In 2012, Cambodia’s emissions were less than that of neighbouring Laos and Vietnam. However, there is still room for improvement. Changes in farming practices such as improving manure management and developing sustainable agriculture systems still present a challenge in the future but will reduce the country’s emissions. (Source: WRI, 2018; World Bank, 2018)


Cambodia Climate Vulnerability and Readiness (CVRI)

Cambodia’s vulnerability and readiness to combat climate change

This graph ranks a country’s climate performance by measuring its readiness (x-axis) and its vulnerability (y-axis). Both are measured from 0 - 1 (1 being the most ready or most vulnerable). This index combines indicators of a country’s exposure to climate change and others that measure the country’s potential to withstand those shocks. 


Each dot in this plot represents a country. The countries in most urgent situations are on the top left of the graph whilst the most resilient ones stand at the bottom right. 


Cambodia is categorized as a country with high vulnerability to climate change impacts and a low level of adaptation. The agriculture sector is highly vulnerable to unexpected weather patterns of floods and drought. Lower crop yields and increased livestock deaths due to climate change impacts can cause food insecurity. Drainage can possibly bring risks of water shortages as only 24% population has access to reliable drinking water as of 2015. (Source: ND-GAIN, 2018)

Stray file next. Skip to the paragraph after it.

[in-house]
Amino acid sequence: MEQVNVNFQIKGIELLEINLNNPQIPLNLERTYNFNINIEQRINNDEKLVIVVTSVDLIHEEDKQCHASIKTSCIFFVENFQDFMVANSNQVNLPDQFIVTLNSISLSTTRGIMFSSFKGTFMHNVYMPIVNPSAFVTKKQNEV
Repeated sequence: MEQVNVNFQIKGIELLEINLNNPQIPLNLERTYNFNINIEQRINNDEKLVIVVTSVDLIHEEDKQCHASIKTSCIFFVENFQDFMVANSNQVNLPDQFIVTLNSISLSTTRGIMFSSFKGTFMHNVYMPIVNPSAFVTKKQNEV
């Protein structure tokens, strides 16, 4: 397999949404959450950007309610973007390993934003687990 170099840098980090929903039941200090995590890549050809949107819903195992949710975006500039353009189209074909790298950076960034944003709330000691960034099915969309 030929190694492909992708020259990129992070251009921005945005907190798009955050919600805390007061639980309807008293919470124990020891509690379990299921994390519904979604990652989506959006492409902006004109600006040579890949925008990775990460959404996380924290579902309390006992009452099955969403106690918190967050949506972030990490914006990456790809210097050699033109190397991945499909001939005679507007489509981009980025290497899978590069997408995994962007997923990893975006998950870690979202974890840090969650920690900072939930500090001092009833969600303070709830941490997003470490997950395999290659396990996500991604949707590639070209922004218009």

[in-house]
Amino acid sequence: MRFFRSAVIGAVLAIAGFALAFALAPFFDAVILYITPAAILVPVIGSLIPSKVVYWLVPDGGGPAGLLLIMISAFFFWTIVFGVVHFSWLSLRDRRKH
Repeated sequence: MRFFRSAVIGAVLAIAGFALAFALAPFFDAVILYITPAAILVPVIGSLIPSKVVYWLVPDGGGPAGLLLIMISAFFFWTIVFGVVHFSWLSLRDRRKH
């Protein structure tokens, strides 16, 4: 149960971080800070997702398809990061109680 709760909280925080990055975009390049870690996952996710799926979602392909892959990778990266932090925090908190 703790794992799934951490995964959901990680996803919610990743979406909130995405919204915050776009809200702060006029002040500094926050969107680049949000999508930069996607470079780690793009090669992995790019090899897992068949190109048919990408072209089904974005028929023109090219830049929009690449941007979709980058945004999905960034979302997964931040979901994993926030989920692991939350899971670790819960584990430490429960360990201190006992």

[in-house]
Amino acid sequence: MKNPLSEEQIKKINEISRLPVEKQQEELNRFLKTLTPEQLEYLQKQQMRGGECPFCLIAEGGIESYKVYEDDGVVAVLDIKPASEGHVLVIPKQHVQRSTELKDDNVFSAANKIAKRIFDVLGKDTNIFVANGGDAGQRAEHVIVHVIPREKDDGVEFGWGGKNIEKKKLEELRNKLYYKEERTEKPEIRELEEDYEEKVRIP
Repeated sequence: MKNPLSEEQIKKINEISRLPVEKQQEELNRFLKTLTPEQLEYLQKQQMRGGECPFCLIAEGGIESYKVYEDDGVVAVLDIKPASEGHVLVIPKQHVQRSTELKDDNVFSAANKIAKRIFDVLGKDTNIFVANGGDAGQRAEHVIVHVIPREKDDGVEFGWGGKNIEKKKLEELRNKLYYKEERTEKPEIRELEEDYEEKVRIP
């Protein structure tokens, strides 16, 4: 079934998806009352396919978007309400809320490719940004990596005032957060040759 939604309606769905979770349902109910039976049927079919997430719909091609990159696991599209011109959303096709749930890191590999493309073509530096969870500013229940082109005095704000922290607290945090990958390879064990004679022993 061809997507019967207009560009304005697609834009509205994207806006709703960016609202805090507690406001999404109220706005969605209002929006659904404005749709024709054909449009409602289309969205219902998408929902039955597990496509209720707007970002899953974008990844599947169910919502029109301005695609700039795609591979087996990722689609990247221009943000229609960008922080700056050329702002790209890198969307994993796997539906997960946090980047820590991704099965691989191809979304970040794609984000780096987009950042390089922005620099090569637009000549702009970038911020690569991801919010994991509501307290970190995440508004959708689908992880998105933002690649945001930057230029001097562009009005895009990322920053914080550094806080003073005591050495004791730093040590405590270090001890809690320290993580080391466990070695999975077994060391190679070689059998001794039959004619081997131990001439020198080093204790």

The impacts of climate change vary by country and region. But wherever you are, local-level adaptation projects are necessary. You have all the cards in hand, now go explore our live projects and be one of the good guys.


TAKE ACTION

Cambodia Climate Vulnerability and Readiness (CVRI)

Cambodia’s vulnerability and readiness to combat climate change

graph

This graph ranks a country’s climate performance by measuring its readiness (x-axis) and its vulnerability (y-axis). Both are measured from 0 - 1 (1 being the most ready or most vulnerable). This index combines indicators of a country’s exposure to climate change and others that measure the country’s potential to withstand those shocks. 


Each dot in this plot represents a country. The countries in most urgent situations are on the top left of the graph whilst the most resilient ones stand at the bottom right. 


Cambodia is categorized as a country with high vulnerability to climate change impacts and a low level of adaptation. The agriculture sector is highly vulnerable to unexpected weather patterns of floods and drought. Lower crop yields and increased livestock deaths due to climate change impacts can cause food insecurity. Drainage can possibly bring risks of water shortages as only 24% population has access to reliable drinking water as of 2015. (Source: ND-GAIN, 2018)


The impacts of climate change vary by country and region. But wherever you are, local-level adaptation projects are necessary. You have all the cards in hand, now go explore our live projects and be one of the good guys.